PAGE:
Resveratrol, a compound found naturally in red wine, can help minimize brain damage that occurs after a stroke, according to researchers at John Hopkins University. Resveratrol helped prevent neural cell damage or death in experiments with mice as well as with isolated cells.
Resveratrol "induces an enzyme that shields nerve cells from damage," explained associate professor Sylvain Doré, who led the study and presented the abstract at the annual Society for Neuroscience conference, held last month in Atlanta.
The most common stroke, an ischemic stroke, occurs when a blood clot blocks the flow of oxygen to the brain, shutting down some of the areas of the mind. When this stress occurs, rogue oxygen molecules called free radicals are released into the brain, destroying neurons. Resveratrol is credited as having antioxidant properties, though the pathways in which it operates are not fully understood.
In the study, mice on a diet supplemented with resveratrol had 30 percent to 40 percent less neuron cell death after suffering from a stroke, compared to mice that were given just water. Doré also found that neurons that were cultured in a petri dish and pretreated with resveratrol were protected from damage when strokelike conditions were induced. The researchers therefore concluded that moderate drinkers of red wine may be less likely to have a stroke than nondrinkers, and that resveratrol may help to protect against brain cell death should a stroke occur.
Recent research on resveratrol has linked the compound to a wide array of health benefits, such as the recent finding that it helps to counteract the effects of an unhealthy diet in mice. Studies have also linked resveratrol to lower cholesterol levels and better lung function. Resveratrol may also fight certain types of cancer and reduce the growth of skin melanomas.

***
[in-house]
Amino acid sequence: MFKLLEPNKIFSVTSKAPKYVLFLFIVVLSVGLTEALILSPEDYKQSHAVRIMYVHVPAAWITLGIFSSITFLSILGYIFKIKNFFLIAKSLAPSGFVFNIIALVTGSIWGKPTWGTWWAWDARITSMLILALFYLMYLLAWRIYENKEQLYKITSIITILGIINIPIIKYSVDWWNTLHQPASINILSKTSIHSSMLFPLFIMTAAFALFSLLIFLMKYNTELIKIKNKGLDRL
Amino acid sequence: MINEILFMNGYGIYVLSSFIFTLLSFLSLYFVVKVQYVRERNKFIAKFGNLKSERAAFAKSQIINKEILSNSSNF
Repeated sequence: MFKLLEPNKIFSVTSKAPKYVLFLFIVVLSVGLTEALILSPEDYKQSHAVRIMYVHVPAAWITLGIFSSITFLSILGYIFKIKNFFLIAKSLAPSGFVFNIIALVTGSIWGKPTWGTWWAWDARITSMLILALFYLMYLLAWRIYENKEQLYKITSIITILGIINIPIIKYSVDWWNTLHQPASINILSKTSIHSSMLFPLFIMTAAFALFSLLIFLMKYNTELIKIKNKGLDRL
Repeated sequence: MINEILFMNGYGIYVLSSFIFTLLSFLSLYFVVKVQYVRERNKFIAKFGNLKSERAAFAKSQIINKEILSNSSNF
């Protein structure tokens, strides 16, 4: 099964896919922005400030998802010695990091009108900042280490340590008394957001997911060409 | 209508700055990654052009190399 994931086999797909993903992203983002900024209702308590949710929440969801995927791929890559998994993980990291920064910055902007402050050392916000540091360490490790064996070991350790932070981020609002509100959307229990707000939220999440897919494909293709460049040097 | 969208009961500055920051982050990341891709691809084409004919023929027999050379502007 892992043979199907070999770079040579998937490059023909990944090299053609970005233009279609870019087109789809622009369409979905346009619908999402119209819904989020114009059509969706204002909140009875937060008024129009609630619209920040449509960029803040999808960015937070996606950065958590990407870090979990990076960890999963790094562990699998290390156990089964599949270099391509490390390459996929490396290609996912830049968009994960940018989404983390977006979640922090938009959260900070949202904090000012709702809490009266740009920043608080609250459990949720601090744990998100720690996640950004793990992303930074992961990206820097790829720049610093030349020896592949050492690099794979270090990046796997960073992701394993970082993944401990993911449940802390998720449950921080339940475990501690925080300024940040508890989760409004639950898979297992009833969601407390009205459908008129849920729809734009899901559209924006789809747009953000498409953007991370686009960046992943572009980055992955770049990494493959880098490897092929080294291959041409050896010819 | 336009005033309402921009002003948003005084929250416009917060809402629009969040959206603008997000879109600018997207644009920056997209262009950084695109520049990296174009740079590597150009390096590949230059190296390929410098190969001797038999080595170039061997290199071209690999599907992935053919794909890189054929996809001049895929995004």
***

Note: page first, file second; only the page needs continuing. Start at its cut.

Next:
Doré and his team fed three different groups of mice resveratrol in a single dose and kept one group as a control--the highest dose was 20 milligrams per kilogram. Two hours later the scientists induced a stroke. Blood flow was returned to normal 90 minutes later and the mice were kept alive for 24 hours after. Brain damage in the mice was similar across all groups, except the group that received the highest dose of resveratrol. Those mice had 30 percent to 40 percent less neuron death when compared to the other groups.
In an additional experiment, the researchers treated mouse brain cells in petri dishes with 25 micromoles (a measure of a compound's concentration) of resveratrol. After inducing strokelike conditions, the resveratrol-treated cells had a 60 percent greater survival rate than the control group of cells.
In this experiment, Doré and his team observed that resveratrol induced an enzyme, heme oxygenase, that detoxifies the brain and protects neural cells. Doré said resveratrol's ability to activate this enzyme indicates that the polyphenol may have potential for preventing other brain ailments, especially hemorrhagic strokes, which occur when blood vessels burst.
Doré estimated that people who consume up to two glasses of red wine a night may gain some protection against stroke damage, but cautioned that clinical trials are needed to determine if his study's findings will carry over to people. "The absorption and metabolism of resveratrol is very different in humans and in mice," he said.
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